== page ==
It’s that fundamental camaraderie that I think makes Clay and Darren the perfect podcasting pair. He can belittle his intelligence in order to win a fight about Westworld all he wants but nobody who listens to this show is buying for a second that Darren doesn’t respect Clay’s opinion. They balance each other out and create an environment that lets the audience feel like they’re really sitting in on a conversation over the video store counter. I have a theory that, even if they talk about nothing personal ever, you can find out pretty much everything there is to know about someone by listening to them talk about art and entertainment. Certainly there’s nothing about me worth knowing that’s not hidden somewhere on this site in a review of Wicked or The Newsroom or Ruby Sparks. I’ve never met Clay Keller or Darren Franich but a few weeks ago I was leaving the new James L. Brooks-produced film The Edge of Seventeen and thought to myself “I bet Clay would love that movie”. He did, for all the reasons I knew he would, and I’d bet money that other Vidiots listeners made a similar prediction when they saw the movie. Because Darren and Clay feel like people we know, which sounds insane but remember what I said about the bizarre intimacy of podcasting. There’s a reason I record the MyEntWorld podcast so sporadically- confessional vulnerability, especially in audio or video form, leaves you wide open to crazy randos psychologically analyzing you on the internet (sorry, guys).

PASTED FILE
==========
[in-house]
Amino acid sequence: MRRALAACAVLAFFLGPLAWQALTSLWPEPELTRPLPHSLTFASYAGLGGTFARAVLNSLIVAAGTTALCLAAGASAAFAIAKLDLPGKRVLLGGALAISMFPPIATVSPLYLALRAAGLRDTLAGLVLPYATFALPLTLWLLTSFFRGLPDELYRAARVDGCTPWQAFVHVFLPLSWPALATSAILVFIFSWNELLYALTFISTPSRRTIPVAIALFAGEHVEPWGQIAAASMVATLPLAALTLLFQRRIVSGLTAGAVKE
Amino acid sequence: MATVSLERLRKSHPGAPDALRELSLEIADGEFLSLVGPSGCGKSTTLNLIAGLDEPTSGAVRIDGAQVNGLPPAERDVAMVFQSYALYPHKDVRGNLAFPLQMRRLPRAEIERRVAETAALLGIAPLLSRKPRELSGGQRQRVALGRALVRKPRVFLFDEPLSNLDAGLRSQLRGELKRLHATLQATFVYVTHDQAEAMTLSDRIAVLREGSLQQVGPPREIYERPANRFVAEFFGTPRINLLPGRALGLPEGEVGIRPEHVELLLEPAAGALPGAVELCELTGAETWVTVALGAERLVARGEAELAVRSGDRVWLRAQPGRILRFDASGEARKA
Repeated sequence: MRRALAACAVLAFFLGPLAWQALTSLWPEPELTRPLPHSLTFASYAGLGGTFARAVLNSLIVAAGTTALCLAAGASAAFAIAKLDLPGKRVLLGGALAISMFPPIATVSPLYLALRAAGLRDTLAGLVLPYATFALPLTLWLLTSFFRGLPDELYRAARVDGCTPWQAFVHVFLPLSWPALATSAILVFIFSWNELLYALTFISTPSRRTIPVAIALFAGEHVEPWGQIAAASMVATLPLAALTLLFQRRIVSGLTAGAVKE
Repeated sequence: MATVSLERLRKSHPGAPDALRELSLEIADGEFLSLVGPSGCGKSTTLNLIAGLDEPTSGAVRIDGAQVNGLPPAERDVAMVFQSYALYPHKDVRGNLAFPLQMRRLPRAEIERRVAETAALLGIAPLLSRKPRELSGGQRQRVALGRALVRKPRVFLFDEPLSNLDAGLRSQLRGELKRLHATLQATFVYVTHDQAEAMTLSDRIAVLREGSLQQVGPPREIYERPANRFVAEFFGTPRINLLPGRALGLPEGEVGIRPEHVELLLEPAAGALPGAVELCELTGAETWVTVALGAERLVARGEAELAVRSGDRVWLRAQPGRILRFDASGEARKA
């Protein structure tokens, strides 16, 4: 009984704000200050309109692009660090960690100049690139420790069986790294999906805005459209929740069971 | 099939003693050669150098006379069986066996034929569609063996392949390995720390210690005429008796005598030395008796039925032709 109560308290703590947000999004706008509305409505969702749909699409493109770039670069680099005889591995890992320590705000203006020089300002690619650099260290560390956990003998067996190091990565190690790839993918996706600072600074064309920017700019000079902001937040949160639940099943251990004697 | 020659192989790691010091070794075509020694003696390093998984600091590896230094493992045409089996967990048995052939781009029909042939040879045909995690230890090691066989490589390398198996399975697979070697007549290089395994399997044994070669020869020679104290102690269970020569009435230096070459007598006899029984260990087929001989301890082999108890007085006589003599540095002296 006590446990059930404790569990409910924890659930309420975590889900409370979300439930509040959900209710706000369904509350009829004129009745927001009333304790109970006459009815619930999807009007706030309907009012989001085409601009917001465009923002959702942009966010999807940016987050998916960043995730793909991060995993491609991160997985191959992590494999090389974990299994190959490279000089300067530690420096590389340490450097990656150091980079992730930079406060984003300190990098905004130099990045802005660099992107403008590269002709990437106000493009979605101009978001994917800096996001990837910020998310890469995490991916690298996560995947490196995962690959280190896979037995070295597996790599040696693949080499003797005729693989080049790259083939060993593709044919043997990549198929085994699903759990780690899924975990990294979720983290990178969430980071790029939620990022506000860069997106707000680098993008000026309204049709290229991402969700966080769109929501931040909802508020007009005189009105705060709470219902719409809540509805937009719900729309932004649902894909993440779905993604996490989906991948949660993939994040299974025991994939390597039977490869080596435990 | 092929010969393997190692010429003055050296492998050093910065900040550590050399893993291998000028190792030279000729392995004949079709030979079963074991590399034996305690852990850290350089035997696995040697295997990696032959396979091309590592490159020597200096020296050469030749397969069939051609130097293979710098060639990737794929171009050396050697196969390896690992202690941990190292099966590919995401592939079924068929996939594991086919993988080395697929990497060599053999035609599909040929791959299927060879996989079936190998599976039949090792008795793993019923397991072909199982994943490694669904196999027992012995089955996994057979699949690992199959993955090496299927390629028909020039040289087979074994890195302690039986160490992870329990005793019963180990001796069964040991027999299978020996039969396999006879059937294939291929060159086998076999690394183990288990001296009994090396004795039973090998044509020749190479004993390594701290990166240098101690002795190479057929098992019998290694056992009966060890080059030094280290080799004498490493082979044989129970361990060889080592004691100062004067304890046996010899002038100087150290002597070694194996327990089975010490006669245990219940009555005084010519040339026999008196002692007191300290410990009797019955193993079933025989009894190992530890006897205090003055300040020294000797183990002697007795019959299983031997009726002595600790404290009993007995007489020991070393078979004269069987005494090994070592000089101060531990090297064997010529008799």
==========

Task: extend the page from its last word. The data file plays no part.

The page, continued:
That sort of visibility isn’t for the faint of heart but Clay and Darren (yes, I keep switching the order on purpose) have made a point of turning their conversations into a community affair. They connect with listeners on twitter, they do a segment where they give recommendations to anyone who emailed asking for one (#PeopleNotAlgorithms), they record entire episodes on the suggestion of people who gave them an iTunes review; one listener even stopped into Vidiots while on vacation just to meet them and they now regularly shout him out on the show (#TitanicBrosForLife). Perhaps most tellingly, they recorded an unscheduled episode the day after the election. They, like so many of us, were struggling with the results and in need of comfort. So, even though they’d previously decided they were too busy to record, they got together to talk about the movies that make them feel better (Darren talked about 2016’s uplifting spellbinder Moonlight; Clay returned, as he always does, to Broadcast News). Darren spoke about finding a sense of community at Vidiots and that feeling of talking about something you love with someone who loves it too. He said “Frankly, Clay, I kinda just wanted to come here today and talk to you about movies”. That’s all Vidiots really is, in the grand scheme. It’s one of my favourite things in the whole world but it’s ultimately just two guys talking about movies. I think that’s enough.